After a five-year hiatus, weekly racing returned to Unity Raceway halfway through last summer.
Winterport native and longtime racer Joey Doyon, who is leasing the track from owner Ralph Nason, was able to get in some racing last July.
It marked the debut of Unity Raceway’s new dirt track, which was transformed from asphalt during its hiatus. Unity Raceway was originally a dirt track when it first opened in 1948 and remained as such until 1964 before becoming an asphalt oval for more than 50 years.
Now, with half a season under his belt and lessons learned, Doyon is preparing to open the raceway for his first full racing season at 7 p.m. on June 16.
Dirt track racing has had a resurgence in recent years. It returned to the NASCAR Cup Series schedule for the first time in more than 50 years in 2021 when Bristol Motor Speedway in Tennessee held a race. That continued in 2022 and again this April.
Unity Raceway will switch to Friday night racing this year, after hosting races on Sunday afternoon last season.
“Night racing is going to be a difference-maker,” Doyon predicted. “We were racing in the hottest part of the day last year so it was hard to manage things and keep up with the dust.”
Unity Raceway will have new lights and it will race from June 16 to Sept. 29 with just one Friday off on Aug. 25.
The raceway’s special Long John racing weekend will be on Oct. 20-22.
Doyon visited dirt tracks in Vermont last summer to do research on their logistics. He has also consulted with a number of people involved in racing to help formulate his blueprint for this season.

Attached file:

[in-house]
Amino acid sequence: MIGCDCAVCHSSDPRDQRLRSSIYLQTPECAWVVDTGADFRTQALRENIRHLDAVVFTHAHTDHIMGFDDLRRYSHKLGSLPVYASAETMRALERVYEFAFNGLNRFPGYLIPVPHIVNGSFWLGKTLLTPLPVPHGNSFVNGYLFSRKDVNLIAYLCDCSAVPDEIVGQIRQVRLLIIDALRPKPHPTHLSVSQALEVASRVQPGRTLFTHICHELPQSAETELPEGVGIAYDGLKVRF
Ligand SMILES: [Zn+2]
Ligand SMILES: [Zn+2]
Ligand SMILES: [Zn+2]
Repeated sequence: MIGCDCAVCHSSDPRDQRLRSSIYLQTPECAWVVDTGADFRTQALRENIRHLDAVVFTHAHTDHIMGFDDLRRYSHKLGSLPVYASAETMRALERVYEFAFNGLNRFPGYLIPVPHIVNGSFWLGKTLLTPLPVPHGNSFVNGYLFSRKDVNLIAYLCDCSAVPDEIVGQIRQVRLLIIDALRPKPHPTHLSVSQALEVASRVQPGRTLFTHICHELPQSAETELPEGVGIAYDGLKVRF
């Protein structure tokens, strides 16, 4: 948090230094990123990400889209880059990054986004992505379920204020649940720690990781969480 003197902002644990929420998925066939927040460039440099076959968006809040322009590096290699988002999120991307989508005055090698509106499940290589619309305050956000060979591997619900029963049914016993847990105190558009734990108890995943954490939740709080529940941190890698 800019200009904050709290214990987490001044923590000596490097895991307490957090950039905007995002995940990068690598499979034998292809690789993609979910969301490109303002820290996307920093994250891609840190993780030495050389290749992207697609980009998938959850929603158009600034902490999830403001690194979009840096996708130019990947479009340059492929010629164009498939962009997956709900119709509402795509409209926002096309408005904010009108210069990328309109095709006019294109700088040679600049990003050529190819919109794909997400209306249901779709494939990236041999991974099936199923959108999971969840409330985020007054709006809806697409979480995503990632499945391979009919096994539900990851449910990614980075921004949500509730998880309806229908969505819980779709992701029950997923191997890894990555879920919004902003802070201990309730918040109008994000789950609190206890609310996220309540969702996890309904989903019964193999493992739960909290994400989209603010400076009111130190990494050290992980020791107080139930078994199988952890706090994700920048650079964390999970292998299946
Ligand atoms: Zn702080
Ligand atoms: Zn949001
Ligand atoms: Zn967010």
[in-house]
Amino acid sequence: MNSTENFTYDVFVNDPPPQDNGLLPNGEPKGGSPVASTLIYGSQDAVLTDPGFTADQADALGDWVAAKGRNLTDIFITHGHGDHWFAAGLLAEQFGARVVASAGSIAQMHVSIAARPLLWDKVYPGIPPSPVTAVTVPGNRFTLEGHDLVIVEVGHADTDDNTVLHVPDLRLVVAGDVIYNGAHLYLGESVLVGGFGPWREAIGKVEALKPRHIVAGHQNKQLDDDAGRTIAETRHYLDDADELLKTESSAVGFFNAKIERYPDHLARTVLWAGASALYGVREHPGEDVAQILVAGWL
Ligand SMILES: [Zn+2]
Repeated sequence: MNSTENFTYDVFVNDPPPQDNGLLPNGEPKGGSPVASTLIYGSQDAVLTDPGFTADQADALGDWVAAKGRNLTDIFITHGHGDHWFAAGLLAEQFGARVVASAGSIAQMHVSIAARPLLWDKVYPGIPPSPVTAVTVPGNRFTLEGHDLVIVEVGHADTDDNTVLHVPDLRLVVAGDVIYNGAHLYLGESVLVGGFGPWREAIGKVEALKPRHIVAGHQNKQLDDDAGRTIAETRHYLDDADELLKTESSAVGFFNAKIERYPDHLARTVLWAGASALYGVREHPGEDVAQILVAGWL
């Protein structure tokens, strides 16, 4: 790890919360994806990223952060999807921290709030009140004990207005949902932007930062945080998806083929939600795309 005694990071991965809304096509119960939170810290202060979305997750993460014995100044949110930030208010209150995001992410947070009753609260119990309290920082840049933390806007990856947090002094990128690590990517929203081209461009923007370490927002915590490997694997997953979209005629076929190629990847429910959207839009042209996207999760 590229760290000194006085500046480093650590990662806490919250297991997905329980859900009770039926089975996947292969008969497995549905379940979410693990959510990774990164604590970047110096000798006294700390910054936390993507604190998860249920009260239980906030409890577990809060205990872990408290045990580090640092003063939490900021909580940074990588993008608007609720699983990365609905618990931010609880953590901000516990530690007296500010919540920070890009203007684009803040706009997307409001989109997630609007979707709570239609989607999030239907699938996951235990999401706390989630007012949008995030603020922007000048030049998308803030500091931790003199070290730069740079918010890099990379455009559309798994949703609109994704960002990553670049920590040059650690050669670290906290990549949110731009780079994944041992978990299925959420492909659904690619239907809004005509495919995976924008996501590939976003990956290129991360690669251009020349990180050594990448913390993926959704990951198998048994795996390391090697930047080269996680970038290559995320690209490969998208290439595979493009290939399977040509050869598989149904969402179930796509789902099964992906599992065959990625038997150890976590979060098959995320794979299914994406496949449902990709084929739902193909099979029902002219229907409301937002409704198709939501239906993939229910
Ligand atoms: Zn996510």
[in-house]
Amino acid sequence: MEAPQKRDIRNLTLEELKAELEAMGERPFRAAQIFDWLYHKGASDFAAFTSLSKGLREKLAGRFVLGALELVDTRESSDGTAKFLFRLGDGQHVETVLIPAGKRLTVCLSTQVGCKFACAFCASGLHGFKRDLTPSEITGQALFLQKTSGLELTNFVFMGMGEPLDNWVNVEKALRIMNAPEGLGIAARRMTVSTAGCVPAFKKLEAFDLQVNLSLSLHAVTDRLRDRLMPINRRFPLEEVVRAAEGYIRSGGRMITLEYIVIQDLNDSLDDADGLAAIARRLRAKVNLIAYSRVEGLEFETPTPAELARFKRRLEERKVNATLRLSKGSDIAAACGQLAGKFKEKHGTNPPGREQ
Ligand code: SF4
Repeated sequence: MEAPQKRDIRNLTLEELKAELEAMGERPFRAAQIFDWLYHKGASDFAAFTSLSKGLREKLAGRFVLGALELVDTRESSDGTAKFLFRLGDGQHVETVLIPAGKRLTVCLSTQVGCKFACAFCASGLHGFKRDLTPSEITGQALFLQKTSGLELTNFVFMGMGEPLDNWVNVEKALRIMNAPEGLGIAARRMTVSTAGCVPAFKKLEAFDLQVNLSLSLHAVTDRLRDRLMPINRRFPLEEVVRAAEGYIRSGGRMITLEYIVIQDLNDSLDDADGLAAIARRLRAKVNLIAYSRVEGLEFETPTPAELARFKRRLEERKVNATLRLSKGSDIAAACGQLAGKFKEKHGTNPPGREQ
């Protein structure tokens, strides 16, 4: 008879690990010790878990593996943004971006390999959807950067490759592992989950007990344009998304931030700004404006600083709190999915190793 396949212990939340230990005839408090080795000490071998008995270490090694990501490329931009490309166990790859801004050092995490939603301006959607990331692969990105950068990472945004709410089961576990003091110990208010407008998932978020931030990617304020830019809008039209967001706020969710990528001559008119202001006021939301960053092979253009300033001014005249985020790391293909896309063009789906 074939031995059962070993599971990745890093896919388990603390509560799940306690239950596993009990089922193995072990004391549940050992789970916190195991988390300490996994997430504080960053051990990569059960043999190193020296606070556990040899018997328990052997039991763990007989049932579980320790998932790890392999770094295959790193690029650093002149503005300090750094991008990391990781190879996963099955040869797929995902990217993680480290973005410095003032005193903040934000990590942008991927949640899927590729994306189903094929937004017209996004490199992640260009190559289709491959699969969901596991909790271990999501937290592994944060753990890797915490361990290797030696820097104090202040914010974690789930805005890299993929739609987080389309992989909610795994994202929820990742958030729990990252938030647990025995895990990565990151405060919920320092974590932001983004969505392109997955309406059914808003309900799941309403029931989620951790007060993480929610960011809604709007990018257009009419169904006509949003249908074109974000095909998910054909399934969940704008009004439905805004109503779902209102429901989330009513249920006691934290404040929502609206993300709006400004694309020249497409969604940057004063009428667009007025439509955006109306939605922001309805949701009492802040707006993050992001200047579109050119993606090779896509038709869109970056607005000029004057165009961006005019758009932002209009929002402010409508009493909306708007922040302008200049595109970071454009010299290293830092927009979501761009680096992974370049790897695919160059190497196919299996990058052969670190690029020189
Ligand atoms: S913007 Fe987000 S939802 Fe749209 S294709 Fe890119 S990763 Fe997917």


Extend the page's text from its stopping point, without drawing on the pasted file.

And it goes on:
Doyon is looking forward to the season now that he has a better idea of how to run a track.
“I’m more settled in now. Last year, there were so many unknowns. It was pretty nerve-wracking,” admitted the 42-year-old Doyon.
“I want to give those guys the best possible track to race on. I understand from the drivers’ point of view how much money and time they have put into it,” Doyon added. “I’m going to do everything I can to make the track awesome. But I’m always going to want it to be better.”
He had hoped to have 30 to 40 cars spread out over seven classes last season but ended up with more than 60 most afternoons.
Doyon said he has 92 cars registered for this season so far, and he knows several others who intend to race who haven’t registered yet.
“The drivers are having fun,” said Nason, adding that dirt track racing is much less expensive than racing on asphalt because there is less wear and tear on tires.
“The tire bills are almost zero and the cars with the most horsepower aren’t the ones that win all the time,” said Nason, who explained that traction is more important than horsepower on a tricky dirt track.
“The higher divisions will still have to buy tires but not as often as they would at [an asphalt track] and the lower divisions can run all year on one set of tires unless they cut one or something,” Doyon said.
Doyon has heard drivers go back and forth on the importance of horsepower on a dirt track.
“In my opinion, the drivers whose tires are hooked up better will be faster than the ones with more horsepower [and less traction),” Doyon said. “The drivers have to race the race track. The track changes every lap. That puts it more into the driver’s hands as opposed to it being decided by who has the bigger wallet.”
And he said it is entertaining for the fans.
“It’s pretty wild to watch,” said Doyon, who lives in Frankfort.
He said a number of people came forward last summer and offered to help him with the track and he now has an “awesome crew that is really helping out a lot.”
He will divide his classes into two groups and each will run every other Friday.
Unity is one of four active tracks in the state, but it is the only dirt track. Two of the other tracks, Oxford Plains Speedway and Wiscasset Speedway, opened last weekend.
Hermon’s Speedway 95 will kick off its season on Saturday, May 6, at 7 p.m.